The Tea Party’s biggest supporter in Congress, Rep. Michele Bachmann (R–Minn.), ended her bid last night for a seat at the Republican leadership table. Bachmann was running against Rep. Jeb Hensarling (R–Tex.) for Republican Conference Chair, the fourth-ranking position in the House. Bachmann said she will continue to lead through her Tea Party Caucus in Congress, although the name of the group is in question.
“Jeb Henserling [sic] has my enthusiastic support for his candidacy to become Republican House Conference Chair. Jeb has demonstrated his commitment to limited government[,] reduced spending[,] and lower taxes[,] and he will be a strong voice for the Tea Party’s call for these values,” said Bachmann in a written statement released at 8 pm on Wednesday.
“I look forward to continuing my consistent support of the Tea Party. I plan to advance the Tea Party ideals through their listening arm, the Tea Party Caucus. It is my wish to bring new faces to the Caucus, including freshmen members,” she said.
Although Bachmann never seemed to have the votes needed to issue a serious challenge to Hensarling, her decision to drop out of the race surprised and disappointed Tea Party activists.
“I’m sorry to see her step down because she has been one of the few to push the Tea Party movement principles to the forefront in Congress,” said Jamie Radtke of the Virginia Tea Party Patriots. “My hope would be that she would continue to exert leadership in Congress and reach out to the in-coming freshmen and see what impact they can have with the Tea Party Caucus.”
Radtke said that the influence of the Tea Party in Congress will not be diminished by Bachmann’s decision. “I don’t think the Tea Party in Congress necessarily needs any sort of specific leader. That’s one of the things that’s been so powerful about the Tea Party movement at a grassroots level, that it’s been leaderless,” she said.
“I think that even in Congress, if it’s a broad coalition of Tea Party legislators, working together as a mass coalition, and keeping each other accountable, and working together on legislation, that would actually be more powerful than having one particular person, who all of a sudden becomes the target of the left and the moderates,” said Radtke.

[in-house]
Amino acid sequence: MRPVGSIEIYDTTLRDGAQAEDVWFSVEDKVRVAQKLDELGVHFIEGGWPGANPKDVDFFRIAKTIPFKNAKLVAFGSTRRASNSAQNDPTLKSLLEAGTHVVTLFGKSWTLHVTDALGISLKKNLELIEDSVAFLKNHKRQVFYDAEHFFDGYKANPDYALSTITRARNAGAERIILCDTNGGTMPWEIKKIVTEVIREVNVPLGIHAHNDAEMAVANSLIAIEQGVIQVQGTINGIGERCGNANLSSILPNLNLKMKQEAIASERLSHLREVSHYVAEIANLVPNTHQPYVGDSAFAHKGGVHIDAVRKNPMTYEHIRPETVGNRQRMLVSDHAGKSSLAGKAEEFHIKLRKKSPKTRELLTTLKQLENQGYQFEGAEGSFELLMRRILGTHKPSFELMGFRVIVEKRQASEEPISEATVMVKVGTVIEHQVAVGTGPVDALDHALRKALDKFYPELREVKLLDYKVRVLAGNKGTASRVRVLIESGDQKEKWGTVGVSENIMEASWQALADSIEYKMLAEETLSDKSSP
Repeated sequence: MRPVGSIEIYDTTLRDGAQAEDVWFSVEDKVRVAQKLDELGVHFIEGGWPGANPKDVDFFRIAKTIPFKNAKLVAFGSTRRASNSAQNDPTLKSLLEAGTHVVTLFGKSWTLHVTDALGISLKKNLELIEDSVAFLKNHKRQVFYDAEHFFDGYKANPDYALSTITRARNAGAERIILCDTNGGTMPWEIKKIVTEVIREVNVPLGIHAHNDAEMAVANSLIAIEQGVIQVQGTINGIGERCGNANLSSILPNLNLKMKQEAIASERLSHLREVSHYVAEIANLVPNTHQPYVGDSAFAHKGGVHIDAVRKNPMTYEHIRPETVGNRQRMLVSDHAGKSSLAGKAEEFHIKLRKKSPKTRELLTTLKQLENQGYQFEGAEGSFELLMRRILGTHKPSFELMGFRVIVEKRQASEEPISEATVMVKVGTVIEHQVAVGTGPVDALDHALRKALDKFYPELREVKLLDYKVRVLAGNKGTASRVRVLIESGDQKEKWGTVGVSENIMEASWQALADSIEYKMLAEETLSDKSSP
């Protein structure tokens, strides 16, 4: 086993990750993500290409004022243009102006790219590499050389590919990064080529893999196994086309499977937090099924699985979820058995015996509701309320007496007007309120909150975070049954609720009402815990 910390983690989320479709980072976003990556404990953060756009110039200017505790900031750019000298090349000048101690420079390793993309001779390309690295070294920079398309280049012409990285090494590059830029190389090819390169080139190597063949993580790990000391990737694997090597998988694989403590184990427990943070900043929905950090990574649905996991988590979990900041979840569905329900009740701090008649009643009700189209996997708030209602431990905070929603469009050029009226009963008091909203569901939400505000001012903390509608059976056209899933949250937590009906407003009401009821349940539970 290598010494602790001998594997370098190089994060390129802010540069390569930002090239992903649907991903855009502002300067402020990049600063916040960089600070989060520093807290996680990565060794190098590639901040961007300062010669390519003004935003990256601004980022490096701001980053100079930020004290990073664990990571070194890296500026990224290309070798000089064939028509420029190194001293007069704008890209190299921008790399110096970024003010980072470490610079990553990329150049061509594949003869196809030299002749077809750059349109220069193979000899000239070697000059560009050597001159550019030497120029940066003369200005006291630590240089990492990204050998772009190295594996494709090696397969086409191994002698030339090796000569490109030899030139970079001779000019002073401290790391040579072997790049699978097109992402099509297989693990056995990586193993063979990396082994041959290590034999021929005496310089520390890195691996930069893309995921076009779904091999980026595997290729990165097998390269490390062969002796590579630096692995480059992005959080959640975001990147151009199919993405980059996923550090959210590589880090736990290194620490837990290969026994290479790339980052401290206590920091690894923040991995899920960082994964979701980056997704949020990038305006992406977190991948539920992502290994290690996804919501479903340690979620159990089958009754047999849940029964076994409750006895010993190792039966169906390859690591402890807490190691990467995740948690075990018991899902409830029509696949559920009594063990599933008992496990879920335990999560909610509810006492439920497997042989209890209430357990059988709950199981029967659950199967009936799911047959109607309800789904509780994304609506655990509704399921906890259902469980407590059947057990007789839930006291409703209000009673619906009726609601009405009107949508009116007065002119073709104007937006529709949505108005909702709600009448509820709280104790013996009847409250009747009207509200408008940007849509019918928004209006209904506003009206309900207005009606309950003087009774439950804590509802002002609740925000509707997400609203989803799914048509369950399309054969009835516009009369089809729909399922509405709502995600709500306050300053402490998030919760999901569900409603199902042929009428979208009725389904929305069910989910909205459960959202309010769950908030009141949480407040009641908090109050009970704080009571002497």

“That’s not to besmirch anything that Bachmann has done because she’s advanced our goals in an admirable way in Congress. She’s definitely been a benefit to us,” added Radtke.
The future of the Tea Party Caucus, which Bachmann founded, is in question. On Monday, in an interview with HUMAN EVENTS, Bachmann said that “One thing I plan to do when I go back—I announced this several months ago—was to reformulate the Tea Party Caucus as the ‘Constitutional Conservative Caucus.’ We may call it that, or we may just start a new caucus.”
“I don’t want to just do this unilaterally. I want to get the input from fellow members who have been involved in the Tea Party Caucus to see if this is the direction they want to go,” she explained.
Asked for reaction to Bachmann’s changing the name of the Caucus, Radtke said that “branding is important in keeping the name ‘Tea Party’ both in Congress and around the country because the media is eager to jump on the boat that the Tea Party movement is ‘dying’ or ‘dwindling’. So if we start changing the name, even though we might still be around, it might not be evident.”
Radtke said that if members of Congress “are not bold enough to join because it says ‘Tea Party Caucus,’ then how bold are they going to be to seriously cut spending, or to reform entitlements, or to cut the debt?”
“If they are being wimps about joining something that has the name ‘Tea Party’ attached to it, that’s not saying much. You change the name so they’ll join your caucus, but it doesn’t necessarily mean you will get anything else out of them,” she added.
Asked for clarification of the future of the Tea Party Caucus, Bachmann’s spokesman emailed that the “Congresswoman will continue to be the chairman of the Tea Party Caucus. The name was never up for a change. There was a possibility of an additional caucus to be created, but now all the energy will be devoted to the Tea Party Caucus.”
Radtke, however, looks to the members themselves to stand up for the principles of the Tea Party. “Hopefully, we have a voice by the volume of Tea Party freshmen coming in,” she said. They need to “keep a tough coalition, and work together, and not get sucked into the D.C. vortex.”
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